"An injunction will not issue if the person or entity seeking injunctive relief shows a mere possibility of some remote future injury, or a conjectural or hypothetical injury."[27] Showing only "mere monetary harm" or even "financial hardship" will typically not do, [28] because "[s]uch injury can be remedied by a damage award."[29] However, "[e]vidence of loss of control over business reputation and damage to goodwill [can] constitute irreparable harm."[30] Similarly, loss of market share or "first mover" advantage may lead to relief-especially where the movant demonstrates that it operates in a market with only one or several competitors.[31]

Plaintiffs' one-line argument fails to articulate why or how the sale of "knockoff" products will harm them by gesturing to the size of the market in which they operate, the impact of any such sales on Defendants' business goodwill, or any other factor beyond pure monetary loss. Without any description of the context in which the infringing activity occurs, it is not self-evident to the Court why "irreparable harm" will occur from Defendants' use of the product. Defendants' failure to answer the Complaint or otherwise participate in this case may have tied Plaintiffs' hands with respect to actually proving some of the relevant factors, such as relative market share or loss of business goodwill. Nonetheless, and as instructed by Ebay and its progeny, the Court is not free to presume irreparable harm from success on the merits. Without more, the Court cannot conclude that irreparable harm will result from Defendants' continued infringement.

2. Adequacy of Legal Remedies

Plaintiffs argue that their legal remedies are likely inadequate because they have virtually no possibility of recovering anything against Defendants, a Chinese citizen and a Chinese company; indeed, they have been unable to calculate the amount of damages because Defendants failed to answer the complaint. Doc. 10 at 8. "A plaintiff is not entitled to an injunction if money damages would fairly compensate him for any wrong he may have suffered."[32] In this case, the Court agrees that Defendants' failure to answer the complaint, as well as their residence on a different continent, makes securing a monetary recovery speculative at best. This factor weighs in favor of granting an injunction.

3. Balance of Hardships

Plaintiffs argue that the balance of hardships weighs in their favor because the complaint alleges that Defendants have infringed on their exclusive patent rights. Doc. 10 at 8-9. "In each case, a court must balance the competing claims of injury and must consider the effect on each party of the granting or withholding of the requested relief."[33] Based on the allegations deemed true, the Court finds this factor weighs in favor of granting the permanent injunction.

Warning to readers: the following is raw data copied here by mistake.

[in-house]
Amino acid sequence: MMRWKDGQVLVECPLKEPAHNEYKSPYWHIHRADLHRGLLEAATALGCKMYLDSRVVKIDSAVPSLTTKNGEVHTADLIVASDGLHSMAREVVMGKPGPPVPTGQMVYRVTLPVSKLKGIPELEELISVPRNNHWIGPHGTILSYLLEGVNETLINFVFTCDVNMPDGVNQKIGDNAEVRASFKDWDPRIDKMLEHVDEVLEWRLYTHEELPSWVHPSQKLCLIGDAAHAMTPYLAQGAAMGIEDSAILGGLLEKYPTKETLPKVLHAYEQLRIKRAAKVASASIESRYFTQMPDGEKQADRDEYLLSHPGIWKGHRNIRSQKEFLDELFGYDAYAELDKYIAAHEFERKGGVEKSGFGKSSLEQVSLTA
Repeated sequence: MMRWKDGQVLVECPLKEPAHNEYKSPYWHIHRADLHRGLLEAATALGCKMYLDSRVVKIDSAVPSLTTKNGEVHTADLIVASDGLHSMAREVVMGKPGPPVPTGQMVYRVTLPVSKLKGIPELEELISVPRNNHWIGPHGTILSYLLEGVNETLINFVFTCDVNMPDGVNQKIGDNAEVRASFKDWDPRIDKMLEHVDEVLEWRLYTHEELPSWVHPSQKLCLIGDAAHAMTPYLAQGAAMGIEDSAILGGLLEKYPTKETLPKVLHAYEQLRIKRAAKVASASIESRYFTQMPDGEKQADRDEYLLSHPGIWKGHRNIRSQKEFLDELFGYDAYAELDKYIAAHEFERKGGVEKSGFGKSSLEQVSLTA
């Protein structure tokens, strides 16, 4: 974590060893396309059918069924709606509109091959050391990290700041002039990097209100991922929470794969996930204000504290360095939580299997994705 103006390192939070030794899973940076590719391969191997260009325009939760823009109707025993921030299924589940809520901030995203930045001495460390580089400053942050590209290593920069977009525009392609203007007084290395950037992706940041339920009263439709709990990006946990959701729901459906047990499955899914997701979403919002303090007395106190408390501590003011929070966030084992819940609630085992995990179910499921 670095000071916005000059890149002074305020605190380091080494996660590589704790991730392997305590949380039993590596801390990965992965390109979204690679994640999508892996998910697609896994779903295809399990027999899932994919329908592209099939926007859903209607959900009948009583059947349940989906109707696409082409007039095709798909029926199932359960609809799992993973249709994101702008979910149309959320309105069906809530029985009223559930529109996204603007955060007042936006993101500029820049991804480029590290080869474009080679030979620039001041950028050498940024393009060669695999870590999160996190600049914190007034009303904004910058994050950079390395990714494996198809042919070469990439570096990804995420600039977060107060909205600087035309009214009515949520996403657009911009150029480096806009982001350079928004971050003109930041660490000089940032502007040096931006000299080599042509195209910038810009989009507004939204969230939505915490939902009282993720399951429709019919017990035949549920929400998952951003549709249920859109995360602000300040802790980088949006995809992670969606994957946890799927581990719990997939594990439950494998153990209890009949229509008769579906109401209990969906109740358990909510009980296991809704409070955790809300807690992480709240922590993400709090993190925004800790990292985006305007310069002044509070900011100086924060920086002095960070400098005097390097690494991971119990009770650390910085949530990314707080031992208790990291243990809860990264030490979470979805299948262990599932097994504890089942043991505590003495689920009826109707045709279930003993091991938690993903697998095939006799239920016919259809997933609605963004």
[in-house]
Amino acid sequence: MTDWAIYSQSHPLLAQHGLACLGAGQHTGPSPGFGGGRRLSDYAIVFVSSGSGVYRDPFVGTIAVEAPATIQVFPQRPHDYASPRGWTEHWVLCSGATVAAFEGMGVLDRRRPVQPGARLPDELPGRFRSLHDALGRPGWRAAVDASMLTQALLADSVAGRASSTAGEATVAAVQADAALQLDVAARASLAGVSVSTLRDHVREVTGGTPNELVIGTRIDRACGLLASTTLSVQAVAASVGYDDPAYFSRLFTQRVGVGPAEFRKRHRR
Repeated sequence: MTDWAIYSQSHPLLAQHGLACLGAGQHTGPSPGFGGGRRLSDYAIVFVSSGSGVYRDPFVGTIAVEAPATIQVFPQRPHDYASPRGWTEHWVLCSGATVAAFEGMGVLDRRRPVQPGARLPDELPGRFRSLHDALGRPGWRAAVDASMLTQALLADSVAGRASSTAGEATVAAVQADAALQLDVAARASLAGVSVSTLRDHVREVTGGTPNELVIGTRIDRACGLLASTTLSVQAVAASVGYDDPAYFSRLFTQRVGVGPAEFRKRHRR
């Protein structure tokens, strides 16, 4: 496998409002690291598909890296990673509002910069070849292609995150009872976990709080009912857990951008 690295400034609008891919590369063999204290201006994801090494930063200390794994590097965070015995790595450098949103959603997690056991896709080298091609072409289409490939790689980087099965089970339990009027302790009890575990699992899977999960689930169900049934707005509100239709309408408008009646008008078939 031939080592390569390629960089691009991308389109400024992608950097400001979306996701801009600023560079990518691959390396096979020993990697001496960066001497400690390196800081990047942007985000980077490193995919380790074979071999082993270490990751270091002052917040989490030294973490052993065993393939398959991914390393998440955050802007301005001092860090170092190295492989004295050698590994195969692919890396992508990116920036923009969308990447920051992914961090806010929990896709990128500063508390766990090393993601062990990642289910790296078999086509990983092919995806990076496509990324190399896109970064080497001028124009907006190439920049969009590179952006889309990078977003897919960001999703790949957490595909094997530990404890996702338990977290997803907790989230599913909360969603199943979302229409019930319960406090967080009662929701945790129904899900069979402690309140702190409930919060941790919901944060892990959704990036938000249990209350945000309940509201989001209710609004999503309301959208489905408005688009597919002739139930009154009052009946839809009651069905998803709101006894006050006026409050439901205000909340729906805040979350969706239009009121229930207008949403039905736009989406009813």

4. Public Interest

Plaintiffs contend that the public interest is served by enforcing the patent laws against a potential infringer. Doc. 10 at 10. Where a public interest may be affected by an injunction, the Court must also consider this factor.[34] "The public interest inquiry primarily addresses impact on non-parties rather than parties."[35] The Court agrees that the public interest is better served by enforcing the patent laws against defendants that, as here, are deemed to have infringed United States patent law. This factor weighs in favor of enforcement.

5. Conclusion

In sum, of the factors considered, only the irreparable injury prong remains unsatisfied. Plaintiffs' failure to shift this factor in their favor may stem in part from Defendants' own failure to answer the complaint or otherwise participate in this case, but this does not overcome the problem, which Plaintiffs acknowledge, that the "extraordinary" remedy of injunctive relief cannot issue unless irreparable harm is shown. See Doc. 10 at 8. The lack of sufficient showing of irreparable harm precludes the Court from affording Plaintiffs the extraordinary remedy of injunctive relief they seek.

Conclusion

Accordingly, based upon the foregoing reasons, good cause appearing, and no reason for delay,

It is HEREBY ORDERED that Plaintiffs' Motion for Default Judgment [Doc. 10] is GRANTED in part and DENIED in part: it is GRANTED as to Plaintiffs' request for declaratory relief, as submitted in their Complaint. The Court hereby declares that (1) the 273 Patent was duly and legally issued and is valid and enforceable; (2) Shenyang has directly infringed, contributorily infringed, and/or induced infringement of one of more claims of the 273 Patent; (3) Yan has wilfully infringed on the 273 Patent; (4) Defendants Yan and Shenyang have wilfully infringed on the 273 Patent.

It is DENIED as to Plaintiffs' request for injunctive relief.

It is FURTHER ORDERED that Plaintiffs are awarded damages, attorney's fees, and costs in the amount of $0.